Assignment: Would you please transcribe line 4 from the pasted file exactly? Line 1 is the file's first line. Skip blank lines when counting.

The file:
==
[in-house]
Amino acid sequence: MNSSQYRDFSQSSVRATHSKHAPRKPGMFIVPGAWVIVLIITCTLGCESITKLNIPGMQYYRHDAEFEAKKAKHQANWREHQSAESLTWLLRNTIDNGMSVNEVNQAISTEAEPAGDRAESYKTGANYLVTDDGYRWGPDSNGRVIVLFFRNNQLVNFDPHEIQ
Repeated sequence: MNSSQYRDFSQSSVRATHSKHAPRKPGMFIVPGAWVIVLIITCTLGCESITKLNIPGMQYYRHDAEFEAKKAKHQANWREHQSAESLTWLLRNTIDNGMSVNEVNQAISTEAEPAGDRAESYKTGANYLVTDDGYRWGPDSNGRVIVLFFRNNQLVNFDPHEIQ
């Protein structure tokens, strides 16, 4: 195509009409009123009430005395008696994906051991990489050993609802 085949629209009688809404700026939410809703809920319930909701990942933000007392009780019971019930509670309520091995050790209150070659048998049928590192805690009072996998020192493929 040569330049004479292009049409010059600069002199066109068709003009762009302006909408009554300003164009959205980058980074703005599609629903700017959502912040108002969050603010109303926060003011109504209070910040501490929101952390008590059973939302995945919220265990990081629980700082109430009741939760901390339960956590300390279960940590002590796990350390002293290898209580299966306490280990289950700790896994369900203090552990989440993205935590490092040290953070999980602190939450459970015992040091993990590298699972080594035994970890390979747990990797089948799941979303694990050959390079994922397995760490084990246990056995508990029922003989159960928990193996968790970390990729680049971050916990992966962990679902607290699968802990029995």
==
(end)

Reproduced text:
């Protein structure tokens, strides 16, 4: 195509009409009123009430005395008696994906051991990489050993609802 085949629209009688809404700026939410809703809920319930909701990942933000007392009780019971019930509670309520091995050790209150070659048998049928590192805690009072996998020192493929 040569330049004479292009049409010059600069002199066109068709003009762009302006909408009554300003164009959205980058980074703005599609629903700017959502912040108002969050603010109303926060003011109504209070910040501490929101952390008590059973939302995945919220265990990081629980700082109430009741939760901390339960956590300390279960940590002590796990350390002293290898209580299966306490280990289950700790896994369900203090552990989440993205935590490092040290953070999980602190939450459970015992040091993990590298699972080594035994970890390979747990990797089948799941979303694990050959390079994922397995760490084990246990056995508990029922003989159960928990193996968790970390990729680049971050916990992966962990679902607290699968802990029995």